The journal manager 880 is a master database 855 (including data related to the current terminal set A configuration) and each of the slaves in terminal set A (ie, terminal sets B and C, not shown) Is responsible for synchronizing with the “shadow” database maintained by each peer backup module 160. The shadow database is a copy of the master terminal set database that the slave maintains to emulate when the master terminal set becomes unavailable. Journal manager 880 is maintained by current terminal set A, which is a copy of the database of each master terminal set in which current terminal set A acts as a slave (ie, a copy of the master database of terminal sets B and C). It is also responsible for synchronizing the pair of shadow databases 815 and 828. Blocks 854, 814, and 824 are database modules by which the databases 855, 815, and 828 are accessed, respectively.

The remaining blocks in FIG. 8 relate to the role of terminal set A as a master terminal set or its role as slaves of terminal sets B and C. Next, these will be described.
Blocks related to terminal set A as a master terminal set

  The master backup module 830 establishes a first slave (eg, terminal set B) intended for terminal set A with another terminal set in the current terminal set A to remove that slave. A thread that governs the interaction on the master side. The operation of module 830 is described in more detail below. The master backup module 840 except that it establishes a second slave intended for terminal set A (eg, terminal set C) or governs the master side interaction to remove that slave. For example, it is similar to the module 830.

  The local journal module 850 provides access to the local journal 851. The local journal 851 represents a set of changes that have recently occurred in the master database 855 (ie, recent changes to the current terminal set A configuration). Such changes are tracked for the purpose of reporting to slave terminal sets B and C.

  Observer 890 monitors local journal 851 for changes and indicates to journal manager 880 that a change has been detected so that journal manager 880 can coordinate the propagation of changes to slave terminal sets B and C. Take responsible. The journal manager 880 can periodically check with the observer module 890, for example, whether there are changes to report, and if there are changes to report, a message sent to the network 30 (FIG. 1). To report the changes to backup terminal sets B and C.

Blocks related to terminal set A as slave terminal set Slave module 811 makes terminal set A a slave (either primary or secondary) intended for other terminal sets (eg, set B) A thread that governs the slave side's interaction with another terminal set in the current terminal set A to establish or remove as a slave. The operation of the slave module 811 is described in more detail below. Secondary slave module 821 establishes or removes terminal set A as a slave (either primary or secondary) intended for another terminal set (eg, terminal set C). This is similar to the module 811 except that it dominates the interaction on the slave side.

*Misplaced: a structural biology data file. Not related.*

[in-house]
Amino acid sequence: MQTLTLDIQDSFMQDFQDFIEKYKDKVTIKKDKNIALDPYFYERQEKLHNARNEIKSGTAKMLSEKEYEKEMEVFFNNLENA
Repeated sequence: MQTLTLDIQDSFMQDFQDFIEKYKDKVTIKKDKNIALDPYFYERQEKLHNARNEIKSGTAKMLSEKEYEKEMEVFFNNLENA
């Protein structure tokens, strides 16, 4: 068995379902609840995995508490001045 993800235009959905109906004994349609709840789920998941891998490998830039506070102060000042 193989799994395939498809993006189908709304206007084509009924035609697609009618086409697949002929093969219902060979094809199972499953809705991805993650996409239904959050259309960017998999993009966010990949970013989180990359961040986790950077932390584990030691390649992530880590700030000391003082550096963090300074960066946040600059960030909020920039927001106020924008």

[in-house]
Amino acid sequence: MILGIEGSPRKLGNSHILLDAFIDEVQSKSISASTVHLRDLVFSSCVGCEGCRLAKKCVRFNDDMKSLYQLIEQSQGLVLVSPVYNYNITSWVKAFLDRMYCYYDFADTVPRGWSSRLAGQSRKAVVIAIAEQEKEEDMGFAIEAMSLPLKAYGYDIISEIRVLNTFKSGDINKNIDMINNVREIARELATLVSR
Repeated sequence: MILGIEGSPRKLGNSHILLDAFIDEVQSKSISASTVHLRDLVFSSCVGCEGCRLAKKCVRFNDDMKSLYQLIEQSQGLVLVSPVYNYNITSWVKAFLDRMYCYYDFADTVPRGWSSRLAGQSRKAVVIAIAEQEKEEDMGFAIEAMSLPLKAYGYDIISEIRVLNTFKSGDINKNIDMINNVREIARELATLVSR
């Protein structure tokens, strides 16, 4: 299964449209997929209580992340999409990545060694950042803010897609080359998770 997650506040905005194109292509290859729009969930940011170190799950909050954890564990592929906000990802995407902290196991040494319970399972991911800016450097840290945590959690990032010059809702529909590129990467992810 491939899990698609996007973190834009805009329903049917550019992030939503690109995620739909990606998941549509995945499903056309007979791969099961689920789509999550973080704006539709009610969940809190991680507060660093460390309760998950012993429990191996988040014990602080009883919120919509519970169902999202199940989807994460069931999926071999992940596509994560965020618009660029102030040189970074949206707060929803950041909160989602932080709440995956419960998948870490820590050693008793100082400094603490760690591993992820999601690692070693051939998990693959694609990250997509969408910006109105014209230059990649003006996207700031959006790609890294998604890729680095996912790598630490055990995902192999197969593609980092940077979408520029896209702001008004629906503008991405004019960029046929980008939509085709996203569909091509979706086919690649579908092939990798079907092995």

Shadow databases 815 and 828 are copies of the database of each master terminal set in which A acts as a slave (ie, a copy of the master database of terminal sets B and C). The first database 815 is used to enable terminal set A to emulate terminal set B if it becomes unavailable (in this example, terminal set A is the terminal set B's Assume primary slave). Examples of information stored in the backup database 815 can include user options and speed dial settings for terminal set B, for example. The second database 828 is similar to the database 815, but optionally includes the terminal set C (in this example, presumed that the terminal set A was selected as its secondary backup). Used to emulate.

  If terminal set A is acting as master terminal set B (unusable) (ie, “activated” as a backup), the observer module 860 may send an unusable master via module 816. It is responsible for monitoring the local journal 825 for changes to its shadow database 815 and indicating to the journal manager 880 that a change has been detected. If a change is detected, the journal manager 880 coordinates the propagation of the change to any other slave that may exist for the same unavailable master. The identity of other slaves can be obtained, for example, by examining the local routing table 200 (FIG. 5). Journal manager 880 also coordinates the propagation of changes to master terminal set B after master terminal set B becomes available again.

  In FIG. 8, only one database and one journal are shown for each of the master and the two slaves. However, it should be understood that in some embodiments of the invention, there are multiple databases and journals for each master and slave.

  Modules 821, 824, 826, 828, 838, and 870 (respectively) except that they are associated with other master terminal sets (ie, terminal set C) that terminal set A is serving as a backup. , Modules 811, 814, 816, 815, 825, and 860.